Henry Clay Sevier

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Henry Clay "Happy" Sevier
Louisiana State Representative from Madison Parish
In office
Preceded by Mason Spencer
Succeeded by Edgar H. Lancaster, Jr.
Personal details
Born (1896-01-24)January 24, 1896
Madison Parish
Louisiana, USA
Died June 1, 1974(1974-06-01) (aged 78)
Vicksburg, Warren County, Mississippi
Resting place Silver Cross Cemetery in Tallulah
Political party Democratic
Spouse(s) Retta Brooks Sevier (married 1918-1974, his death)
Relations Cousins:

Andrew L. Sevier
Andrew Jackson Sevier

William Putnam Sevier
Children Carolyn Sevier Yerger

Roberta Sevier Gandy

Henry Clay Sevier, Jr.
Parents Roxie Roberta Allen and James Douglas Sevier, Sr.
Residence Tallulah, Louisiana
Alma mater Louisiana State University

Columbia University

Louisiana State University Law Center
Occupation Lawyer; law partner of Jefferson B. Snyder
Religion Presbyterian
Military service
Service/branch United States Army

Henry Clay Sevier, Sr., known as Happy Sevier (January 24, 1896 – June 1, 1974), was a lawyer from Tallulah, Louisiana, who was from 1936 to 1952 a Democratic member of the Louisiana House of Representatives from Madison Parish.[1]

Political background

Sevier was a descendant of John Sevier, a fighter in the American Revolution, an early governor of Tennessee, and the namesake of Sevierville in Sevier County in eastern Tennessee. His cousin was Louisiana State Senator Andrew L. Sevier, whose tenure extended from 1932 until his death in office in 1962.[2]

In 1936, Sevier was elected to succeed fellow Democrat, Mason Spencer of Tallulah, the husband of another Sevier cousin, Rosa Vertner Sevier Spencer (1891-1978). Sevier's election occurred a few months after the assassination of Huey Pierce Long, Jr., and at the time there was much voter sympathy for the pro-Long faction.[3] The staunchly anti-Long Mason Spencer had announced that he would run for governor but withdrew before the election,[2] and victory went to the Longite choice, Richard Leche of New Orleans.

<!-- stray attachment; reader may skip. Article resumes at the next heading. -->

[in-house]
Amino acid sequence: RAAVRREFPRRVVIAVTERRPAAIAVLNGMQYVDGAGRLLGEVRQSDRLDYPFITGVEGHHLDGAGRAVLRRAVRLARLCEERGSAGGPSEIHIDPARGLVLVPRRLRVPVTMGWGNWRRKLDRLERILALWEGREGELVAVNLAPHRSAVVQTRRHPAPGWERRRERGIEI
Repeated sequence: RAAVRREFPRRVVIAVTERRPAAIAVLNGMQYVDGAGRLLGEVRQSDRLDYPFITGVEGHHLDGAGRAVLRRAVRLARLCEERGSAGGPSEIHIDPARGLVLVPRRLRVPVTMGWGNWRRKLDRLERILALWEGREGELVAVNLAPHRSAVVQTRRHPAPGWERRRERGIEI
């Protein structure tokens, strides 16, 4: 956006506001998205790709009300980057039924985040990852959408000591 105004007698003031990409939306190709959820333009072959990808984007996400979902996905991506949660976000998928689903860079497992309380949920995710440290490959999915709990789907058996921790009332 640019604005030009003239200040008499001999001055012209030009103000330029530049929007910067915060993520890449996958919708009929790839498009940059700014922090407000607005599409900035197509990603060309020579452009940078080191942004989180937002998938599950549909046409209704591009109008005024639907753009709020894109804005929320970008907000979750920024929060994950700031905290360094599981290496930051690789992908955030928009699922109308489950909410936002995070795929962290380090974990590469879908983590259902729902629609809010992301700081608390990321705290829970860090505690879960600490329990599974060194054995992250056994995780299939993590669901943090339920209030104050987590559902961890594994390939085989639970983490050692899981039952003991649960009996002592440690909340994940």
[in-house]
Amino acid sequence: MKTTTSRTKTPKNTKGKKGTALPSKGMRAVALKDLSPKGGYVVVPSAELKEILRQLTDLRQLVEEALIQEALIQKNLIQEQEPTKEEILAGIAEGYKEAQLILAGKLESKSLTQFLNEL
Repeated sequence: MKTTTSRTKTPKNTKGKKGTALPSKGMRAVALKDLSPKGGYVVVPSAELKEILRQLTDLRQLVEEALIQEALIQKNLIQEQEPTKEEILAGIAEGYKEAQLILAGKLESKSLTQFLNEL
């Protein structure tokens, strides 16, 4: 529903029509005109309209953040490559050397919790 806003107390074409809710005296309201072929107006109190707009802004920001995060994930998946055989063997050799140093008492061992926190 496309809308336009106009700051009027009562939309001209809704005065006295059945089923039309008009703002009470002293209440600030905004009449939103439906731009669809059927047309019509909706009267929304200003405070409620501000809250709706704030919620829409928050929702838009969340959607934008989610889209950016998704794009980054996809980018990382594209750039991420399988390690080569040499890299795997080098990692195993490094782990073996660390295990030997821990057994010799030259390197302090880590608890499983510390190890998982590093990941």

Biographical sketch

Sevier was a son of the former Roxie Roberta Allen and James Douglas Sevier, Sr., a native of Port Gibson, in Claiborne County in southwestern Mississippi, who became a planter in Madison Parish in 1880. Sevier graduated in 1917 from Louisiana State University in Baton Rouge. He then served as a second lieutenant in the United States Army during World War I. He was wounded an astonishing sixteen times in France and received the Purple Heart and the Silver Star medals.[4] By 1921, he had completed postgraduate work at Columbia University in New York City and graduated from the Louisiana State University Law Center. He entered into practice with Jefferson B. Snyder of Tallulah, the political boss of the delta parishes in northeastern Louisiana,[3] who wielded power as the regional district attorney from 1904 to 1948.[5] After Snyder's death, he formed the Sevier, Yerger, and Sevier law firm in Tallulah. He was president of the Tallulah State Bank and Trust Company.[4]

Like Snyder, Sevier was active in the Democratic State Central Committee. He was the national committeeman during the first administration of Governor Jimmie Davis.[6] In 1952, when his legislative service ended, he was the state Democratic chairman under Governor Earl Kemp Long.[4] He was a Presbyterian and was affiliated with the 6th Judicial District Bar Association, Rotary International, and the Masonic lodge.[3]

In 1918, Sevier married the former Retta Brooks (1899-1992) in Shreveport in northwestern Louisiana. The couple had three children: Carolyn S. Yerger (1921-1997), wife of Rufus Taft Yerger, Sr. (1914-1973); Roberta Sevier Gandy (1924-2006), wife of Robert Wyly Gandy, Jr. (1915-1987), and Henry Clay Sevier, Jr.[2] (born c. 1926), once a partner in his father's law firm[4] of Covington in St. Tammany Parish.[7]

Sevier died in 1974 in Mercy Hospital in Vicksburg, Mississippi.[6] Along with many Sevier family members, Sevier and his wife are interred at Silver Cross Cemetery in Tallulah.[4]


  1. "Membership in the Louisiana House of Representatives, 1812-2016" (PDF). house.louisiana.gov. Retrieved June 10, 2013.<templatestyles src="Module:Citation/CS1/styles.css"></templatestyles>
  2. 2.0 2.1 2.2 "Sevier Family of Madison Parish, Louisiana". rootsweb.ancestry.com. Retrieved July 23, 2013.<templatestyles src="Module:Citation/CS1/styles.css"></templatestyles>
  3. 3.0 3.1 3.2 James Matthew Reonas, Once Proud Princes: Planters and Plantation Culture in Louisiana's Northeast Delta, From the First World War Through the Great Depression (PDF). Baton Rouge: Louisiana State University, Ph.D. dissertation, December 2006, pp. 216, 268. Retrieved July 20, 2013.<templatestyles src="Module:Citation/CS1/styles.css"></templatestyles>
  4. 4.0 4.1 4.2 4.3 4.4 "Henry Clay "Happy" Sevier". files.usgwarchives.net. Retrieved July 23, 2013.<templatestyles src="Module:Citation/CS1/styles.css"></templatestyles>
  5. "Jeff B. Snyder Succumbs Thursday At Vicksburg Hospital: Body of Prominent Figure Lay In State at Tallulah Courthouse Thursday", Madison Journal, October 19, 1951, p. 1
  6. 6.0 6.1 Baton Rouge Morning Advocate, June 2, 1974
  7. "Henry Clay Sevier". intelius.com. Retrieved July 22, 2013.<templatestyles src="Module:Citation/CS1/styles.css"></templatestyles>
Preceded by
Mason Spencer
Louisiana State Representative from Madison Parish

Henry Clay "Happy" Sevier

Succeeded by
Edgar H. Lancaster, Jr.